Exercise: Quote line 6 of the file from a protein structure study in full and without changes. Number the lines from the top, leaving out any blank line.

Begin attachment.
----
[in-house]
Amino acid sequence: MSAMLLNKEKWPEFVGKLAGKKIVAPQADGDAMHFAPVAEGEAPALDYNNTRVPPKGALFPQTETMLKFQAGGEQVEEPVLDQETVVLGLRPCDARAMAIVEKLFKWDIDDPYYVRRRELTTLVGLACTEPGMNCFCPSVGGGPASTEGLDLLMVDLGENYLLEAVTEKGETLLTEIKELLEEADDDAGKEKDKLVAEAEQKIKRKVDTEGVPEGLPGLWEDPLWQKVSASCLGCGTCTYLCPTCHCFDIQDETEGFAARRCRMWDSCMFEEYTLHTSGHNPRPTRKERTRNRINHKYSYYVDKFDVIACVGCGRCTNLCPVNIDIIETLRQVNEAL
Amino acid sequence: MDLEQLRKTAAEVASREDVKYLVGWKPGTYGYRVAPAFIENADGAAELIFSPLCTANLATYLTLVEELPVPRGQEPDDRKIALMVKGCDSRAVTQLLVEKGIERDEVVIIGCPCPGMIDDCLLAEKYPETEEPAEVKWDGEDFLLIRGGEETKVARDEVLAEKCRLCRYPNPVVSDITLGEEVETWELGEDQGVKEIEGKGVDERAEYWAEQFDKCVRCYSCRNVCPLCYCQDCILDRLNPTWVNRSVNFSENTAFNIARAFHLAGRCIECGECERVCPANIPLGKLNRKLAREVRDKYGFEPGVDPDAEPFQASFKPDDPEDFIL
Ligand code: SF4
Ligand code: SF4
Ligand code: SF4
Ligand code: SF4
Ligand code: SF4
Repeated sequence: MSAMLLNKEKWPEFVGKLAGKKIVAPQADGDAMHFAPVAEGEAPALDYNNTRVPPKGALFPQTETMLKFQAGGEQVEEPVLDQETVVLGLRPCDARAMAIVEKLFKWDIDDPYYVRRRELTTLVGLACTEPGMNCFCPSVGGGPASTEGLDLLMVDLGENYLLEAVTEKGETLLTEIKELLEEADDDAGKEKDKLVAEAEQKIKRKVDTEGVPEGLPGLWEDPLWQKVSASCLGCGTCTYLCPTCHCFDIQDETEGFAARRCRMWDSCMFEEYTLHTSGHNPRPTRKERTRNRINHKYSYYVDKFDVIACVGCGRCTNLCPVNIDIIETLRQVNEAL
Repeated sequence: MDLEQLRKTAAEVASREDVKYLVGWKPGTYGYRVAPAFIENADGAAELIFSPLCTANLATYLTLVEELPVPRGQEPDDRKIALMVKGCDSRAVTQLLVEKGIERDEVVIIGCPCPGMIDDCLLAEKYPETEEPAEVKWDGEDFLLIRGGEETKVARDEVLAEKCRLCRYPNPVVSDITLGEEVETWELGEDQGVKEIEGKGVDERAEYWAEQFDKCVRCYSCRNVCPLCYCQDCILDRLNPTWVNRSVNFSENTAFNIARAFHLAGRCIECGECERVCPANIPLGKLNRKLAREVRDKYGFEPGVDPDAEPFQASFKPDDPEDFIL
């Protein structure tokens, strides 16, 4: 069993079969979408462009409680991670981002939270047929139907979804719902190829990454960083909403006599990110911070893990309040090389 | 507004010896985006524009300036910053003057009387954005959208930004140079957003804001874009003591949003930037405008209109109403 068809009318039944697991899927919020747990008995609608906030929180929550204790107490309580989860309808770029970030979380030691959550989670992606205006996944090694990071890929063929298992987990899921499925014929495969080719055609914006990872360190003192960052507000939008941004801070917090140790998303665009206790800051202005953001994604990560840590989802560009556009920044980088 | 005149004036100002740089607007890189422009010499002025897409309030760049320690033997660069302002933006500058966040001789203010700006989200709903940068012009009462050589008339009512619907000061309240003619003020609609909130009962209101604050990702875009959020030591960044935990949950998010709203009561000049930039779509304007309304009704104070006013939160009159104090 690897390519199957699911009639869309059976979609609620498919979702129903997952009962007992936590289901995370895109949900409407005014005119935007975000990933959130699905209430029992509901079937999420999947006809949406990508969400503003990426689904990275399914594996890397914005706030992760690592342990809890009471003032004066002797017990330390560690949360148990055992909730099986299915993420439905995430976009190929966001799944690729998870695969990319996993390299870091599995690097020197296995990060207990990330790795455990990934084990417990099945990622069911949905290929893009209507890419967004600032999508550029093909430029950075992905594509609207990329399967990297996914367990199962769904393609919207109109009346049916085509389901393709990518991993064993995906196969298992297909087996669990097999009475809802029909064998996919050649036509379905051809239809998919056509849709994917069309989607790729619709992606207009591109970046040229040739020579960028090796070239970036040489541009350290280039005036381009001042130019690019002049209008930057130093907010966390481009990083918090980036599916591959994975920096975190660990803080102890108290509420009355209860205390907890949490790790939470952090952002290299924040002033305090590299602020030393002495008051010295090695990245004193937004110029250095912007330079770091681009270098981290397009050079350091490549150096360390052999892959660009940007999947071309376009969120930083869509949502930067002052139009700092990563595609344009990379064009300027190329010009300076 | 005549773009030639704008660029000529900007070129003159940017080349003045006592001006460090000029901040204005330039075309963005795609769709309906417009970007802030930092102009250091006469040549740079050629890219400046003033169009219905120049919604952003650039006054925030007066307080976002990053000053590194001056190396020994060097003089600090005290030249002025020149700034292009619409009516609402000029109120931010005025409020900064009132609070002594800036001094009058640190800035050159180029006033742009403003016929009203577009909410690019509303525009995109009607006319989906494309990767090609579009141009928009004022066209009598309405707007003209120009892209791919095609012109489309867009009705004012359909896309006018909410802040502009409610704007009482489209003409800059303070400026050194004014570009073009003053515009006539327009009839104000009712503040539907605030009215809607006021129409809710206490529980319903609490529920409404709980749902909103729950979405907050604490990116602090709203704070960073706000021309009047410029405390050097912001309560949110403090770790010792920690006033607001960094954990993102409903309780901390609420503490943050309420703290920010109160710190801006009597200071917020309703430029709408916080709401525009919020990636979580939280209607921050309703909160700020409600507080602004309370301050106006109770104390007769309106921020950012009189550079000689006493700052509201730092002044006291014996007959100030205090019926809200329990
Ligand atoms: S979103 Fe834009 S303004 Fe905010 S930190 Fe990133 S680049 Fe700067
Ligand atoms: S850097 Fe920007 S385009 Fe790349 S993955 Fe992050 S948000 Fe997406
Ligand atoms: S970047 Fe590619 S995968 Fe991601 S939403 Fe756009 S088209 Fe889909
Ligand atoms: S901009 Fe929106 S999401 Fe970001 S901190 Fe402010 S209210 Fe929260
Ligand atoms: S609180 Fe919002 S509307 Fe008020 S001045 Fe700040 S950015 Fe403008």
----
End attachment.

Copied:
Ligand code: SF4